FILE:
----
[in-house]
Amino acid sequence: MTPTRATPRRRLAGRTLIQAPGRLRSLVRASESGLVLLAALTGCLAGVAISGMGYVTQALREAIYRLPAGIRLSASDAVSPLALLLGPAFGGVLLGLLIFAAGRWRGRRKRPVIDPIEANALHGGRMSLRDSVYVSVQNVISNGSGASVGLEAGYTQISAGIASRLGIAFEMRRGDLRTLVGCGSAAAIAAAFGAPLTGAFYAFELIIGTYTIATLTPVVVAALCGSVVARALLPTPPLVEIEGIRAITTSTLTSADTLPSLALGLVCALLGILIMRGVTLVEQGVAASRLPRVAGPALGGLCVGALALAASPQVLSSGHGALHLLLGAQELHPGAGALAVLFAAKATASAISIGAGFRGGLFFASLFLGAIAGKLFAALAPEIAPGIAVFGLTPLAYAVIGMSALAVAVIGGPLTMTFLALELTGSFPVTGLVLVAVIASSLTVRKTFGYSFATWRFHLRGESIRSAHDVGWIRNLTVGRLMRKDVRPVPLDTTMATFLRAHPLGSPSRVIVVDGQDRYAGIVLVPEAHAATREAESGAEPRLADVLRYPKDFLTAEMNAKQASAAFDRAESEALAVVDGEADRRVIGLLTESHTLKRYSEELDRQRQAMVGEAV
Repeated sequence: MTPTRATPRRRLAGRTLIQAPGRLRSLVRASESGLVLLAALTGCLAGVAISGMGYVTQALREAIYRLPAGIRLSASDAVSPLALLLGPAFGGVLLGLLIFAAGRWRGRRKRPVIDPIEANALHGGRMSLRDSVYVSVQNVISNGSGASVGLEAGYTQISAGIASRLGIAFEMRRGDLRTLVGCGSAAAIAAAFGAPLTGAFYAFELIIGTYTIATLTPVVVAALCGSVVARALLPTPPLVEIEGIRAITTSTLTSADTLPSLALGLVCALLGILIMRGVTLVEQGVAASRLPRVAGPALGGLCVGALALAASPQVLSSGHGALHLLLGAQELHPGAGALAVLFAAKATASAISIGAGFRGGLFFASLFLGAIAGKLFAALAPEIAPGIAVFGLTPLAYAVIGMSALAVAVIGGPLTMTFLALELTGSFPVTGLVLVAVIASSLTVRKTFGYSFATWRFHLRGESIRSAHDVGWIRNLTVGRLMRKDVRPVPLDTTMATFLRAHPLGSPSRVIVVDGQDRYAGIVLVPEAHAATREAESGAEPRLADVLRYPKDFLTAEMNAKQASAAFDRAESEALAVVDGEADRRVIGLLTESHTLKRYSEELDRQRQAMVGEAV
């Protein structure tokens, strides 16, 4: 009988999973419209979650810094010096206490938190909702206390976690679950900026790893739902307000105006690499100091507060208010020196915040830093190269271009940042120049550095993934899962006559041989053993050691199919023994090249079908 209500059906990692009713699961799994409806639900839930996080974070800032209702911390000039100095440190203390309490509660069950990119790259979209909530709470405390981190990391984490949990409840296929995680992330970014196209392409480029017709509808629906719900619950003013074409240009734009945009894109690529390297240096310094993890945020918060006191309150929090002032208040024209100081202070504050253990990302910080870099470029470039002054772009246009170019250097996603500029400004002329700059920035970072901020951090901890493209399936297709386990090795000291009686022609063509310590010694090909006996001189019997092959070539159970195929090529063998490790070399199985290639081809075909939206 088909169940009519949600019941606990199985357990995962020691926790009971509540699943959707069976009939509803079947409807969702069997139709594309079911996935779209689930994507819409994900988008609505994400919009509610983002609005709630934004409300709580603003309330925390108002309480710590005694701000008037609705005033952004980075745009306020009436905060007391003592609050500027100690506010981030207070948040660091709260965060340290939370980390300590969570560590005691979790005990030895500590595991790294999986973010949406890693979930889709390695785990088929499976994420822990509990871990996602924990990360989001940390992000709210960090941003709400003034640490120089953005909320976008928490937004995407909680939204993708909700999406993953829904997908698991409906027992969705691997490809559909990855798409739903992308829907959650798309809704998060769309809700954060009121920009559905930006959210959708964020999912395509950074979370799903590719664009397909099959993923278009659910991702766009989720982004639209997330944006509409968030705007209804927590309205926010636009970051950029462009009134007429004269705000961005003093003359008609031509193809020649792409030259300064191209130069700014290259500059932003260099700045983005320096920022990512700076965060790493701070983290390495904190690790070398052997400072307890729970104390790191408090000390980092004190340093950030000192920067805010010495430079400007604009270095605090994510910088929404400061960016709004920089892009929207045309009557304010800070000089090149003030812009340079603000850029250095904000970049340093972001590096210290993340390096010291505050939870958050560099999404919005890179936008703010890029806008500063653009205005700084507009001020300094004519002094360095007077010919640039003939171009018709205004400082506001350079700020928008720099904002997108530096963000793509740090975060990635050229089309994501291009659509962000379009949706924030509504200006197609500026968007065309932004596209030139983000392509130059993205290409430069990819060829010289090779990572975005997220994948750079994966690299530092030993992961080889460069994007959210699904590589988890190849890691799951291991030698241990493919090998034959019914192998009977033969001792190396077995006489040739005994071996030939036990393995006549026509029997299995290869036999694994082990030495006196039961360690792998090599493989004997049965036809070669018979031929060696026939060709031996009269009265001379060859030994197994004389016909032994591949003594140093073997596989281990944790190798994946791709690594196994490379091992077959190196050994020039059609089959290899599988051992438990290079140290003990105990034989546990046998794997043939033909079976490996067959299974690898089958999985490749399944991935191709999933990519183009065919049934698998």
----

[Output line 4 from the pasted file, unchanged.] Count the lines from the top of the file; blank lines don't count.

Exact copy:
């Protein structure tokens, strides 16, 4: 009988999973419209979650810094010096206490938190909702206390976690679950900026790893739902307000105006690499100091507060208010020196915040830093190269271009940042120049550095993934899962006559041989053993050691199919023994090249079908 209500059906990692009713699961799994409806639900839930996080974070800032209702911390000039100095440190203390309490509660069950990119790259979209909530709470405390981190990391984490949990409840296929995680992330970014196209392409480029017709509808629906719900619950003013074409240009734009945009894109690529390297240096310094993890945020918060006191309150929090002032208040024209100081202070504050253990990302910080870099470029470039002054772009246009170019250097996603500029400004002329700059920035970072901020951090901890493209399936297709386990090795000291009686022609063509310590010694090909006996001189019997092959070539159970195929090529063998490790070399199985290639081809075909939206 088909169940009519949600019941606990199985357990995962020691926790009971509540699943959707069976009939509803079947409807969702069997139709594309079911996935779209689930994507819409994900988008609505994400919009509610983002609005709630934004409300709580603003309330925390108002309480710590005694701000008037609705005033952004980075745009306020009436905060007391003592609050500027100690506010981030207070948040660091709260965060340290939370980390300590969570560590005691979790005990030895500590595991790294999986973010949406890693979930889709390695785990088929499976994420822990509990871990996602924990990360989001940390992000709210960090941003709400003034640490120089953005909320976008928490937004995407909680939204993708909700999406993953829904997908698991409906027992969705691997490809559909990855798409739903992308829907959650798309809704998060769309809700954060009121920009559905930006959210959708964020999912395509950074979370799903590719664009397909099959993923278009659910991702766009989720982004639209997330944006509409968030705007209804927590309205926010636009970051950029462009009134007429004269705000961005003093003359008609031509193809020649792409030259300064191209130069700014290259500059932003260099700045983005320096920022990512700076965060790493701070983290390495904190690790070398052997400072307890729970104390790191408090000390980092004190340093950030000192920067805010010495430079400007604009270095605090994510910088929404400061960016709004920089892009929207045309009557304010800070000089090149003030812009340079603000850029250095904000970049340093972001590096210290993340390096010291505050939870958050560099999404919005890179936008703010890029806008500063653009205005700084507009001020300094004519002094360095007077010919640039003939171009018709205004400082506001350079700020928008720099904002997108530096963000793509740090975060990635050229089309994501291009659509962000379009949706924030509504200006197609500026968007065309932004596209030139983000392509130059993205290409430069990819060829010289090779990572975005997220994948750079994966690299530092030993992961080889460069994007959210699904590589988890190849890691799951291991030698241990493919090998034959019914192998009977033969001792190396077995006489040739005994071996030939036990393995006549026509029997299995290869036999694994082990030495006196039961360690792998090599493989004997049965036809070669018979031929060696026939060709031996009269009265001379060859030994197994004389016909032994591949003594140093073997596989281990944790190798994946791709690594196994490379091992077959190196050994020039059609089959290899599988051992438990290079140290003990105990034989546990046998794997043939033909079976490996067959299974690898089958999985490749399944991935191709999933990519183009065919049934698998």